Moffitt Restorative Dentistry

Kingdom Implosion 21 years ago.

Mar 26 2021

The Kingdome officially went poof on this day in Seattle history. I was one of the spectators!

March 26, 2021 marked the 21-year anniversary of the demolition of Seattle’s iconic, multi-purpose stadium. On March 26, 2000, the Kingdome was imploded — reduced to dust and rubble in less than 20 seconds. It was quite the event, attentively watched by Seattlelites and a national television audience.

Seattle was ready to move on from the Kingdome by the time it said goodbye forever. Roof leaks and falling ceiling tiles in the ‘90s added to the desire for something new. The implosion made room for what is now Lumen Field and T-Mobile Park.

But the Kingdome, which opened in 1976, in many ways signaled Seattle’s arrival as a major sports city. It housed some of our most iconic sports and music moments. For many, it was a cherished piece of childhood, too.  In college, I sold programs and memorabilia for Mariner and Seahawk games in the early 1990’s.

In the times we live in — of quarantining and social distancing because of the COVID-19 pandemic — the memories of unity and Seattle pride shared within the walls of the Kingdome feel especially important.

The Seahawks, an expansion franchise in 1976, moved in that first year of the Kingdome. The Mariners followed in 1977, and the Sonics came in 1978. For seven years, the Dome had the rare honor of being home to three major-league sports teams.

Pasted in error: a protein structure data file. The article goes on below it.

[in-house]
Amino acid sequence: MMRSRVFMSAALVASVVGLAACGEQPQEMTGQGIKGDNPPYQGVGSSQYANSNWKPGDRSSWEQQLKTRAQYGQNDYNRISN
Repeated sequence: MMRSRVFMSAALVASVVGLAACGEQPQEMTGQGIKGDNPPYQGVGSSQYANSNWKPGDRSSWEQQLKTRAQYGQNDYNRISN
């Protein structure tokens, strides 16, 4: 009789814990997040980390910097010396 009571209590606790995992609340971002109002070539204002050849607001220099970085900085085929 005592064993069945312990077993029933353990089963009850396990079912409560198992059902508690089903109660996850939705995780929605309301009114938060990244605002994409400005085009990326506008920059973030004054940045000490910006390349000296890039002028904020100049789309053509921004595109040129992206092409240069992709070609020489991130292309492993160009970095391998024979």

To this day, the Kingdome was the only building to host the All-Star games of three different major sports leagues: the 1977 NFL Pro Bowl, the 1979 MLB All-Star Game and the 1987 NBA All-Star game. That’s on top of housing three Final Fours.

The Kingdome was synonymous with the Mariners’ 1995 season, when they came within two wins of the World Series. Yes, that’s the year of that iconic image — of Mariners players piling on top of a smiling Ken Griffey Jr., after he scored the winning run in the 11th inning of Game 5 of the ALDS against the New York Yankees.

The “12th man” of the Seahawks first gained its reputation in the Kingdome. The stadium was known as one of the loudest in the country, thanks in large part to the concrete roof. The late Paul Allen made it a point to maintain that special noise factor when working with acoustic experts to design CenturyLink Field.

 

Kingdome implosion, March 26, 2000.

Pulling back a bit, here’s how the now-Domeless neighborhood looked Sunday morning.

The second in a series of four photos of the Kingdome implosion, March 26, 2000 (Phil H. Webber/Seattlepi.com file)

Click Here